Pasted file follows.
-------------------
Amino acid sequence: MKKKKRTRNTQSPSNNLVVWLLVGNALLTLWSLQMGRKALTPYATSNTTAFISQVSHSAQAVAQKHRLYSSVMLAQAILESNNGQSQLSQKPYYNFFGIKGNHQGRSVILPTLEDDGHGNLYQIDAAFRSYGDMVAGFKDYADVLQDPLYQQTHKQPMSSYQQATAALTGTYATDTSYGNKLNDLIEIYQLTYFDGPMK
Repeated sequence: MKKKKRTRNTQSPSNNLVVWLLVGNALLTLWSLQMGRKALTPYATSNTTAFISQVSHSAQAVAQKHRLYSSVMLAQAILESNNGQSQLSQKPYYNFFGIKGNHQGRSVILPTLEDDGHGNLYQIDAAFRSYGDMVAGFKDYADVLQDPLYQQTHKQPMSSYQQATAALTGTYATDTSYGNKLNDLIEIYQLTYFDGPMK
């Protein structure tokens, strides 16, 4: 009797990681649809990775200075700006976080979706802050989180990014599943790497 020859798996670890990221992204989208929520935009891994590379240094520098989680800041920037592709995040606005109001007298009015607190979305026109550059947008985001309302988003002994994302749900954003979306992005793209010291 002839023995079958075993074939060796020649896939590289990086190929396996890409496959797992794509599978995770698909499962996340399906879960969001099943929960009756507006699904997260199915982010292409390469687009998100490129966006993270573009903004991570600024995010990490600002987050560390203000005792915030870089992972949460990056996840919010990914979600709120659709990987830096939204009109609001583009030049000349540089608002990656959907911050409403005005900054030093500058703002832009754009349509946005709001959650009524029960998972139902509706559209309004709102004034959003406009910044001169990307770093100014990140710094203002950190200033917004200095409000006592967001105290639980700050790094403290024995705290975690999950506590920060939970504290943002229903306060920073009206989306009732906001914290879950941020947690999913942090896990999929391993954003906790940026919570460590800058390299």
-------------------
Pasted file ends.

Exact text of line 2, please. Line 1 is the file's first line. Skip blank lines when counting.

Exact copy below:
Repeated sequence: MKKKKRTRNTQSPSNNLVVWLLVGNALLTLWSLQMGRKALTPYATSNTTAFISQVSHSAQAVAQKHRLYSSVMLAQAILESNNGQSQLSQKPYYNFFGIKGNHQGRSVILPTLEDDGHGNLYQIDAAFRSYGDMVAGFKDYADVLQDPLYQQTHKQPMSSYQQATAALTGTYATDTSYGNKLNDLIEIYQLTYFDGPMK